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Subscribe to this list via RSS Blog posts tagged in folk dance

Posted by on in Paths Blogs
Dance Is My Village

My international folk dance group is not a heathen or pagan group. In fact, I’m the only Asatruar in it. Most folk dance groups, festivals, workshops, and cruises are secular and intercultural, except for the ones specifically associated with a particular ethnic group or church / temple. Our group’s mission is to preserve the world heritage of dance. And of course, also to have fun. But my dance group isn’t just a place to do an activity; it’s also a community.

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Posted by on in Paths Blogs
Teaching Folk Dance at the Moot part 3

In the last great Ice Age, when cave bears roamed the snowy earth, peoples across Europe, Asia, and North America all honored the Bear. Because bears hibernate, they return in the spring, along with the sun, the warmth, and the fertility of the land. It would make sense to do a dance with loud drumming in the spring to wake them up, thus bringing the blessings of springtime, but Tot Ursi is still performed to this day in Romania, and it is part of the winter solstice celebrations. Like winter solstice traditions of burning a Yule Log to keep the light alive while the sun is god, Tot Ursi is danced to keep the Bear spirit alive while the bears are gone. (For further reading on Bear spirituality, see Alan Leddon’s book Religion Laid Bear.)

In Tot Ursi, meaning "All Bears," the dancers can growl and make bear-like sounds, but they also make “brrrrr” sounds, which don’t sound like a bear at all. I think the “brrr” sound may be a form of lalling. Lalling is making nonsense sounds such as “lalala” in a song, or for ritual purposes. Lalling is named after the Germanic god Lollus. I found Tot Ursi while doing genealogical research on my last name (for more info on that topic, see my blog post  Lollus, Löhl, and Ursul din Lăloaia )

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Recent Comments - Show all comments
  • Erin Lale
    Erin Lale says #
    I remember that song!
  • Anthony Gresham
    Anthony Gresham says #
    I suddenly remembered the childhood song: "The Bear Went Over the Mountain" when I got to the last line of this article.

Posted by on in Paths Blogs
Teaching Folk Dance at the Moot part 2

I’m preparing to teach Basic Folk Dance at Southwest Frith Moot. My time slot between the other things on the schedule is a half hour, so I’ve selected two dances, Hora and Tot Ursi. Tot Ursi is a procession dance and the Hora is a round dance. Tot Ursi is so simple that I can teach it before I teach any actual dance basics, so I can teach Tot Ursi, do a short lecture teaching dance basics, and then teach the Hora. The dance basics I need to teach for the second dance include what “line of direction” means (move to the right, starting on the right foot), how to hold hands (dancing in a circle round, left hand up and the right one down,) and how to cut in.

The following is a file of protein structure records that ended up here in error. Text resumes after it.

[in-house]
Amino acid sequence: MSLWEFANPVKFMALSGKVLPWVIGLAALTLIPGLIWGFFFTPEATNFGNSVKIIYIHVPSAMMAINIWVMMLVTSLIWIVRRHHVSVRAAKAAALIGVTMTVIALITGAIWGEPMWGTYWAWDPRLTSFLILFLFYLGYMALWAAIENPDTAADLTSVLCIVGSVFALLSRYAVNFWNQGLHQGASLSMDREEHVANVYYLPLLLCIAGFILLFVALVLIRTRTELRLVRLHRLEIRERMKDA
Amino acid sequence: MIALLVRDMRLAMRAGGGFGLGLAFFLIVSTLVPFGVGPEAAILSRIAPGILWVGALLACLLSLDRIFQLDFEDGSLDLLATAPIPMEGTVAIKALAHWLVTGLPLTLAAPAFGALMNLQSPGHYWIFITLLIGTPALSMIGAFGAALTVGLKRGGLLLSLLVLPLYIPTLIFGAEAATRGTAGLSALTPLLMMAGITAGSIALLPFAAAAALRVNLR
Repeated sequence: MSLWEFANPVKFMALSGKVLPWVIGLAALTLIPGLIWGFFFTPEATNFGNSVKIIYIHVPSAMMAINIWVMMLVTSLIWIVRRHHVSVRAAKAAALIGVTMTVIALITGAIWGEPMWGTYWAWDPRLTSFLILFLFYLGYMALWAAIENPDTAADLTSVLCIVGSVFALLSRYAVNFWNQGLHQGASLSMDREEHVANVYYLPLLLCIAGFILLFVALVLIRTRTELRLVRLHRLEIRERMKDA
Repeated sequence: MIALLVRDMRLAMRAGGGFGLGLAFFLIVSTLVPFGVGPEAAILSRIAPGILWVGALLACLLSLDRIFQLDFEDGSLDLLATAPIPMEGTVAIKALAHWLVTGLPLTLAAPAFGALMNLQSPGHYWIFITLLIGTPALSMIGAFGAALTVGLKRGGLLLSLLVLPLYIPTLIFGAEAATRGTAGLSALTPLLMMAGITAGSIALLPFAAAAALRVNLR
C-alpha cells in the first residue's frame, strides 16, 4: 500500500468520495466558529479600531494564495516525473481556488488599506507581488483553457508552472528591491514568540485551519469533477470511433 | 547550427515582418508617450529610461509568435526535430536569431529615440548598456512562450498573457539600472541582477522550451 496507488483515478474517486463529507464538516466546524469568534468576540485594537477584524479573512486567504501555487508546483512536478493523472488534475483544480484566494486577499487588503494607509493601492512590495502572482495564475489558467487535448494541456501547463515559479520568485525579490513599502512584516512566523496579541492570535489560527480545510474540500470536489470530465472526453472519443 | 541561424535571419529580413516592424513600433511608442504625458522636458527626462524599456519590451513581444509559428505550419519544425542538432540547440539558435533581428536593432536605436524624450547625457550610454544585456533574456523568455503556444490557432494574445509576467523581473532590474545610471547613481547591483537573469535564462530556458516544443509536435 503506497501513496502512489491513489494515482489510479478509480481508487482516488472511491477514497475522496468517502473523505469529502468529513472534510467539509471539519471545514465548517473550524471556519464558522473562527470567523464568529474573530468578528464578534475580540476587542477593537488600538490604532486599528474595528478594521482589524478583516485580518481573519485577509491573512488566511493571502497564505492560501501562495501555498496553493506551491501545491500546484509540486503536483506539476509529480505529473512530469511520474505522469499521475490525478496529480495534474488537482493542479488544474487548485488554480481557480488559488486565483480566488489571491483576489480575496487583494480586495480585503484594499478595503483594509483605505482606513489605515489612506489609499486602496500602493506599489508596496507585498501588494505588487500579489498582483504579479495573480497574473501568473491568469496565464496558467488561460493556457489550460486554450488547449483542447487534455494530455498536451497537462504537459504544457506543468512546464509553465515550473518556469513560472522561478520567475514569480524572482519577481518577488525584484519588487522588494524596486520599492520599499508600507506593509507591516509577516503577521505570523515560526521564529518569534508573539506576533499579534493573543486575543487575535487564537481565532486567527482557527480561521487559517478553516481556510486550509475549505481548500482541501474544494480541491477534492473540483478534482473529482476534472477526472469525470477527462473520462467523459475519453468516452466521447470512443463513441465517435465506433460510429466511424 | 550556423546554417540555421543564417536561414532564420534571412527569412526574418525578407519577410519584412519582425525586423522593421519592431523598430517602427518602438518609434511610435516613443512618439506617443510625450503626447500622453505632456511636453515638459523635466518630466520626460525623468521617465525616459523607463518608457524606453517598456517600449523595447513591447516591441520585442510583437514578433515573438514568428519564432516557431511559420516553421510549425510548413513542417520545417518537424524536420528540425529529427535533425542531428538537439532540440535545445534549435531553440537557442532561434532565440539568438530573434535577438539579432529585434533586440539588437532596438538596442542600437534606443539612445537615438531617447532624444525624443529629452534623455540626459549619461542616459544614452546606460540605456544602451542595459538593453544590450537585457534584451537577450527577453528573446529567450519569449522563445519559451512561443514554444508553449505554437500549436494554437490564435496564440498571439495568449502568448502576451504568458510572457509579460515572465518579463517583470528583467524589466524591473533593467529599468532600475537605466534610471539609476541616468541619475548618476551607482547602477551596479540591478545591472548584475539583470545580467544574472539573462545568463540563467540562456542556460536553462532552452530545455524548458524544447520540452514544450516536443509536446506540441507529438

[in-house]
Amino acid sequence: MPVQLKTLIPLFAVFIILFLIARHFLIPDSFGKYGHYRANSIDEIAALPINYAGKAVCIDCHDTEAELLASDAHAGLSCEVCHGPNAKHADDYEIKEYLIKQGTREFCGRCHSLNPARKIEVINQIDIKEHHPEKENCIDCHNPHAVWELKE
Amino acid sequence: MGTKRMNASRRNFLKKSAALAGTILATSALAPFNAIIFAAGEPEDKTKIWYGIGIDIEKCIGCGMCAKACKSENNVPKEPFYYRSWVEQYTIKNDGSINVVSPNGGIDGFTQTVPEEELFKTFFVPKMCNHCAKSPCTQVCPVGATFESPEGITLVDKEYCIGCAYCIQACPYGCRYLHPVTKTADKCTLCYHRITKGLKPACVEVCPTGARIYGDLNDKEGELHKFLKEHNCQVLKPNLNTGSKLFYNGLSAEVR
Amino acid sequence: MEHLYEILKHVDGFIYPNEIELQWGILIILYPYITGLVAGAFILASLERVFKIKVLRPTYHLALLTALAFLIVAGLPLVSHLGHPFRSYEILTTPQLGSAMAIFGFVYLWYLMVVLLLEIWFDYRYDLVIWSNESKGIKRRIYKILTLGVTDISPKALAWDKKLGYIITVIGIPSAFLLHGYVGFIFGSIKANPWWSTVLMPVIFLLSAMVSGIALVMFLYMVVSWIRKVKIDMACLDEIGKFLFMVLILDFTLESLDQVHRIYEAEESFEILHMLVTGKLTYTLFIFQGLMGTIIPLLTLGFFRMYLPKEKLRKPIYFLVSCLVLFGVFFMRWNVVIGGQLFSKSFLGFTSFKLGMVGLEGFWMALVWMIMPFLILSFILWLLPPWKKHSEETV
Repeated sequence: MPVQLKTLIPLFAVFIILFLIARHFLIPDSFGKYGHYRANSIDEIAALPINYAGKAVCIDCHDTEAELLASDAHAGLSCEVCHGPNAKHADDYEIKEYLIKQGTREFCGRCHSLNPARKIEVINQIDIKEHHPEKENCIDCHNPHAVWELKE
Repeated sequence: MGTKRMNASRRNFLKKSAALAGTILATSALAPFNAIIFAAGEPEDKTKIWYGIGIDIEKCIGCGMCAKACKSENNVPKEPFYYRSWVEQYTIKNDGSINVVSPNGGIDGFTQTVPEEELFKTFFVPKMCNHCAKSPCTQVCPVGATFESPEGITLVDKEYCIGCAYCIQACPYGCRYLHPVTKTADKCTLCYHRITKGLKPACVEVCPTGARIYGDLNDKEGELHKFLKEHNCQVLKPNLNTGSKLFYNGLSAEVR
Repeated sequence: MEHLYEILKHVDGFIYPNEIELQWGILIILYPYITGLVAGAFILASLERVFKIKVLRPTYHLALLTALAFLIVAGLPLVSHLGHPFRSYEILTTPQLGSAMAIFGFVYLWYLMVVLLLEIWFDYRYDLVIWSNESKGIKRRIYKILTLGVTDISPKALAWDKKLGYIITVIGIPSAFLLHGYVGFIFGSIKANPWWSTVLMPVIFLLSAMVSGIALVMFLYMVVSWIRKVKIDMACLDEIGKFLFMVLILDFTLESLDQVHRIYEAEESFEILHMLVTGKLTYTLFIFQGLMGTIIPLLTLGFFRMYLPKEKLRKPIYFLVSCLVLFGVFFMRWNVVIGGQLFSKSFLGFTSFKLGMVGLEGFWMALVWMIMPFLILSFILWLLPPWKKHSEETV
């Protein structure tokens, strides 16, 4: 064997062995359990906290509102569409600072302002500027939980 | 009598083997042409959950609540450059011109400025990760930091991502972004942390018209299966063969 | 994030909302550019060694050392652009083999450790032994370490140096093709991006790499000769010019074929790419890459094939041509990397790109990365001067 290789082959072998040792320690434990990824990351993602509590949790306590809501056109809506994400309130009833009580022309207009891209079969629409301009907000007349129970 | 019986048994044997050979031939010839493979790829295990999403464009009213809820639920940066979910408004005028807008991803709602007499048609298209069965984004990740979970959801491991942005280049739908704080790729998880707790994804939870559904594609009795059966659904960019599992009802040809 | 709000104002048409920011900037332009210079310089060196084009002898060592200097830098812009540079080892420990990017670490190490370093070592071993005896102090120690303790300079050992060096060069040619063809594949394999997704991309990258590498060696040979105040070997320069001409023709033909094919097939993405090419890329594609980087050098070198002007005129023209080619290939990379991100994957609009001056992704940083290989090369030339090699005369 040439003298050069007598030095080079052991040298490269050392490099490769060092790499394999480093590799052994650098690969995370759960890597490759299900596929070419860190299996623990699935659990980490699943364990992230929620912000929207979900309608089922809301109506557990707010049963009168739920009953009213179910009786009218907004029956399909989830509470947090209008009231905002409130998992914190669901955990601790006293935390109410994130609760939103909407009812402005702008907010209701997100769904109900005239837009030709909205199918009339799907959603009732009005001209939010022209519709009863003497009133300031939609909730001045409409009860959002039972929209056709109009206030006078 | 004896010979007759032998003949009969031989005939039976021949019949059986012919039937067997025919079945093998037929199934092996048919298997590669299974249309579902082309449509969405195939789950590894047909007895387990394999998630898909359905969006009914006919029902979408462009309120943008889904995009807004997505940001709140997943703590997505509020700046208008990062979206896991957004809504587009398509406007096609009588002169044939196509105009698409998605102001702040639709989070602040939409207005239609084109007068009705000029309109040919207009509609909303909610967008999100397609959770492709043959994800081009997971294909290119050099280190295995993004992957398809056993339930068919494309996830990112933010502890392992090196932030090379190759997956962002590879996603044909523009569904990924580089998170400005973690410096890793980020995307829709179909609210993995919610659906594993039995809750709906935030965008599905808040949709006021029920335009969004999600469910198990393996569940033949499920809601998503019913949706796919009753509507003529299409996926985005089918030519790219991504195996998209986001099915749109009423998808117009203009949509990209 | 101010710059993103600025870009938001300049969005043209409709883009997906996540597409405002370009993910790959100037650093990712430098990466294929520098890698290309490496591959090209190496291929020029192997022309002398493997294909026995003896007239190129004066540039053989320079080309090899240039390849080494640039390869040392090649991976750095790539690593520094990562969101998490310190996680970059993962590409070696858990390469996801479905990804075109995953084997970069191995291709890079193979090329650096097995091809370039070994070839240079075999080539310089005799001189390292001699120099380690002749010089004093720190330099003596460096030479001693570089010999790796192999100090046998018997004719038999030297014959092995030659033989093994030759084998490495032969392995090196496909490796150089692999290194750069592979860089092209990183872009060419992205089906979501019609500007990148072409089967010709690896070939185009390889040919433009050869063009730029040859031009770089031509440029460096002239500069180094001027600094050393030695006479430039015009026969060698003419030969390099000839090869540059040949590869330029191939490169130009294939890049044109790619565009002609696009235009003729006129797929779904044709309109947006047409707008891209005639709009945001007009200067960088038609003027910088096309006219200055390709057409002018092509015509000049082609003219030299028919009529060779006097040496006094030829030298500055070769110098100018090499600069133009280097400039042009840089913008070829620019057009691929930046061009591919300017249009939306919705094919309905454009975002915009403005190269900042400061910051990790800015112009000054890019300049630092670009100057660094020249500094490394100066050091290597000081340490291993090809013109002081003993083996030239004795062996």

My mom and I dance with the Ethnic Express Folk Dancers. We dance to bring people together—ourselves, most of all—and to preserve the world heritage of dance. I’m the only heathen in the dance group. Mom and I originally got into folk dance as an activity we could do together when I was in high school. Even when she can’t dance, our folk dance friends are a big part of our life.

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Recent Comments - Show all comments
  • Erin Lale
    Erin Lale says #
    Schedule change for Pagan Pride Day 2017, I'll be teaching Folk Dance at 2pm instead of 1pm.
  • Erin Lale
    Erin Lale says #
    Babatunde, I will be teaching this Basic Folk Dancing class again at Las Vegas Pagan Pride Day 2017, Sept. 30, at 1pm, at the Unit
  • Babatunde
    Babatunde says #
    can you teach me and where are you thanks??
  • Erin Lale
    Erin Lale says #
    Babatunde, the moot is in Arizona, but the event is full. I'm in the Las Vegas, Nevada, area. I do plan to teach this dance at the

Posted by on in Paths Blogs
Teaching Folk Dance at the Moot part 1

Folk dance is ritual. Dances are performed for holidays, weddings, the agricultural cycle, and to bring people together. I’m going to teach folk dance at an upcoming heathen gathering.

At the dawn of agricultural, newly settled villagers who needed to work together on farm tasks danced together to learn how to move as a unit and co-ordinate with each other, and to build team spirit. Those are also some reasons for military marching. There are folk dances that actually are forms of military drill, such as the vari hasapikos, a Greek men’s dance for a four man team, that teaches how to read a leader’s hand signals and follow them in unison.

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Recent Comments - Show all comments
  • Erin Lale
    Erin Lale says #
    Dancing Goddesses is a fantastic book. I recommend it.
  • Anthony Gresham
    Anthony Gresham says #
    My local library has a copy of Dancing Goddesses: folklore, archaeology, and the origins of European dance by Barber. It's a fasc

Posted by on in Paths Blogs
Folk Dance Magic

Dance can be an ecstatic experience. Folk dances tell stories, preserve cultures, and draw communities together. Some dances encode history, preserve martial arts moves, or mimic work such as planting and harvesting. Mixer dances serve a social function, as do dances for specific celebrations. Some dances are forthrightly fertility rituals, and some are magic spells.

The song and dance Mayim Mayim (Hebrew for "Rain, Rain,") is a rain dance. That is, it is a ritual performed to make it rain. Rain Dance is a short film I directed featuring the Ethnic Express Folk Dancers of Las Vegas, Nevada, performing Mayim Mayim. 

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